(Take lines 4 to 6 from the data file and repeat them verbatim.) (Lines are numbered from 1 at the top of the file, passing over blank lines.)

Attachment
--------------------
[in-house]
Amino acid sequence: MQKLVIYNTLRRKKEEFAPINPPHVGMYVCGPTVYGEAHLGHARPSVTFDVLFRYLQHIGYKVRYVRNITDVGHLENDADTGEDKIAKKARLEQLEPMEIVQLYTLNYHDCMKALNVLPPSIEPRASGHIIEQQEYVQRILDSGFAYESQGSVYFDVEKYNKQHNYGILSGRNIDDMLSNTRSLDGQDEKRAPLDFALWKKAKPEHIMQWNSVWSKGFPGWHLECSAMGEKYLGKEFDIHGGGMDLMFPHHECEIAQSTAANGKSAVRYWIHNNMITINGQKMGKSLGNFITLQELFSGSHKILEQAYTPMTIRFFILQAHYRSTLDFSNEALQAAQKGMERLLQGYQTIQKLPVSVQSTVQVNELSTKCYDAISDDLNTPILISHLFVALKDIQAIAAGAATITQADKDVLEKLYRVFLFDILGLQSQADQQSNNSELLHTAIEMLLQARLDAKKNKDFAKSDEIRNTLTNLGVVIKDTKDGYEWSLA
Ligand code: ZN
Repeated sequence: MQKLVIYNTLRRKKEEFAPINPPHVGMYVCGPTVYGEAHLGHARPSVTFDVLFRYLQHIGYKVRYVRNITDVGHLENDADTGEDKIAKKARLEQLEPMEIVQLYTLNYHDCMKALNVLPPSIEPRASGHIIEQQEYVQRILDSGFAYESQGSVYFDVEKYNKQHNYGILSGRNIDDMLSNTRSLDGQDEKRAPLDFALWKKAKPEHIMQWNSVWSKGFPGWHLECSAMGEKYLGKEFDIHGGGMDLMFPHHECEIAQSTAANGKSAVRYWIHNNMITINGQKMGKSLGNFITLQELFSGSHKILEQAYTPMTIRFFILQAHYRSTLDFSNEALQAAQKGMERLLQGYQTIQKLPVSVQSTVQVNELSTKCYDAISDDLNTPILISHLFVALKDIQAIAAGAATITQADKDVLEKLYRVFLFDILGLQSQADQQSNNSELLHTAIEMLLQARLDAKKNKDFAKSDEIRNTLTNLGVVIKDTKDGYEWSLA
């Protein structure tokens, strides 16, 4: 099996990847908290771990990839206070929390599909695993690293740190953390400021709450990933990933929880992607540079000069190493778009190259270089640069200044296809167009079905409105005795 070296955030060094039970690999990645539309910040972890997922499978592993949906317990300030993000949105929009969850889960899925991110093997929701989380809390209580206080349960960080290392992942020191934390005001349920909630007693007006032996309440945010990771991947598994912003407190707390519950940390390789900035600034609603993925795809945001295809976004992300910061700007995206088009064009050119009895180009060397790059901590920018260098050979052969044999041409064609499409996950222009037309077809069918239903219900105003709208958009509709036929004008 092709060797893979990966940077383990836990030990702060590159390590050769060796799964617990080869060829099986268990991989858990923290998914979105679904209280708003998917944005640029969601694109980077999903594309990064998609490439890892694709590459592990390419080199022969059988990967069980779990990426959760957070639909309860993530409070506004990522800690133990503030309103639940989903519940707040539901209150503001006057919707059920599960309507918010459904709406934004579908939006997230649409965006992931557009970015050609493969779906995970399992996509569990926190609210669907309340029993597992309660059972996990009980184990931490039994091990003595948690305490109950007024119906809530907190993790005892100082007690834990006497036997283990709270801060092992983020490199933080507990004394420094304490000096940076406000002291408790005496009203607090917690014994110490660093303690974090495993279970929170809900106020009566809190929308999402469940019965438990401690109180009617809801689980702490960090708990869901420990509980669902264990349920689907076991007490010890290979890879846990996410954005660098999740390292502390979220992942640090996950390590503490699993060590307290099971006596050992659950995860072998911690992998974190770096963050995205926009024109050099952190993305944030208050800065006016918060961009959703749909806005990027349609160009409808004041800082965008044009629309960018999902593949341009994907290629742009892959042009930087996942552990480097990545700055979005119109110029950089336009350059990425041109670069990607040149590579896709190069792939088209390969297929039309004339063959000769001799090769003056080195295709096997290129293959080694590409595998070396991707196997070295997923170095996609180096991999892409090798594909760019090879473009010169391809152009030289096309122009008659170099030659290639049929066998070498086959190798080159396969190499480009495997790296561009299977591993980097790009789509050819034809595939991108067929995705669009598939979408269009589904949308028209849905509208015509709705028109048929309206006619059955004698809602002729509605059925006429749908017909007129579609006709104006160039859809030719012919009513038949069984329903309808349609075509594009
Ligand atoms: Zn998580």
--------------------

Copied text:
Repeated sequence: MQKLVIYNTLRRKKEEFAPINPPHVGMYVCGPTVYGEAHLGHARPSVTFDVLFRYLQHIGYKVRYVRNITDVGHLENDADTGEDKIAKKARLEQLEPMEIVQLYTLNYHDCMKALNVLPPSIEPRASGHIIEQQEYVQRILDSGFAYESQGSVYFDVEKYNKQHNYGILSGRNIDDMLSNTRSLDGQDEKRAPLDFALWKKAKPEHIMQWNSVWSKGFPGWHLECSAMGEKYLGKEFDIHGGGMDLMFPHHECEIAQSTAANGKSAVRYWIHNNMITINGQKMGKSLGNFITLQELFSGSHKILEQAYTPMTIRFFILQAHYRSTLDFSNEALQAAQKGMERLLQGYQTIQKLPVSVQSTVQVNELSTKCYDAISDDLNTPILISHLFVALKDIQAIAAGAATITQADKDVLEKLYRVFLFDILGLQSQADQQSNNSELLHTAIEMLLQARLDAKKNKDFAKSDEIRNTLTNLGVVIKDTKDGYEWSLA
């Protein structure tokens, strides 16, 4: 099996990847908290771990990839206070929390599909695993690293740190953390400021709450990933990933929880992607540079000069190493778009190259270089640069200044296809167009079905409105005795 070296955030060094039970690999990645539309910040972890997922499978592993949906317990300030993000949105929009969850889960899925991110093997929701989380809390209580206080349960960080290392992942020191934390005001349920909630007693007006032996309440945010990771991947598994912003407190707390519950940390390789900035600034609603993925795809945001295809976004992300910061700007995206088009064009050119009895180009060397790059901590920018260098050979052969044999041409064609499409996950222009037309077809069918239903219900105003709208958009509709036929004008 092709060797893979990966940077383990836990030990702060590159390590050769060796799964617990080869060829099986268990991989858990923290998914979105679904209280708003998917944005640029969601694109980077999903594309990064998609490439890892694709590459592990390419080199022969059988990967069980779990990426959760957070639909309860993530409070506004990522800690133990503030309103639940989903519940707040539901209150503001006057919707059920599960309507918010459904709406934004579908939006997230649409965006992931557009970015050609493969779906995970399992996509569990926190609210669907309340029993597992309660059972996990009980184990931490039994091990003595948690305490109950007024119906809530907190993790005892100082007690834990006497036997283990709270801060092992983020490199933080507990004394420094304490000096940076406000002291408790005496009203607090917690014994110490660093303690974090495993279970929170809900106020009566809190929308999402469940019965438990401690109180009617809801689980702490960090708990869901420990509980669902264990349920689907076991007490010890290979890879846990996410954005660098999740390292502390979220992942640090996950390590503490699993060590307290099971006596050992659950995860072998911690992998974190770096963050995205926009024109050099952190993305944030208050800065006016918060961009959703749909806005990027349609160009409808004041800082965008044009629309960018999902593949341009994907290629742009892959042009930087996942552990480097990545700055979005119109110029950089336009350059990425041109670069990607040149590579896709190069792939088209390969297929039309004339063959000769001799090769003056080195295709096997290129293959080694590409595998070396991707196997070295997923170095996609180096991999892409090798594909760019090879473009010169391809152009030289096309122009008659170099030659290639049929066998070498086959190798080159396969190499480009495997790296561009299977591993980097790009789509050819034809595939991108067929995705669009598939979408269009589904949308028209849905509208015509709705028109048929309206006619059955004698809602002729509605059925006429749908017909007129579609006709104006160039859809030719012919009513038949069984329903309808349609075509594009
Ligand atoms: Zn998580």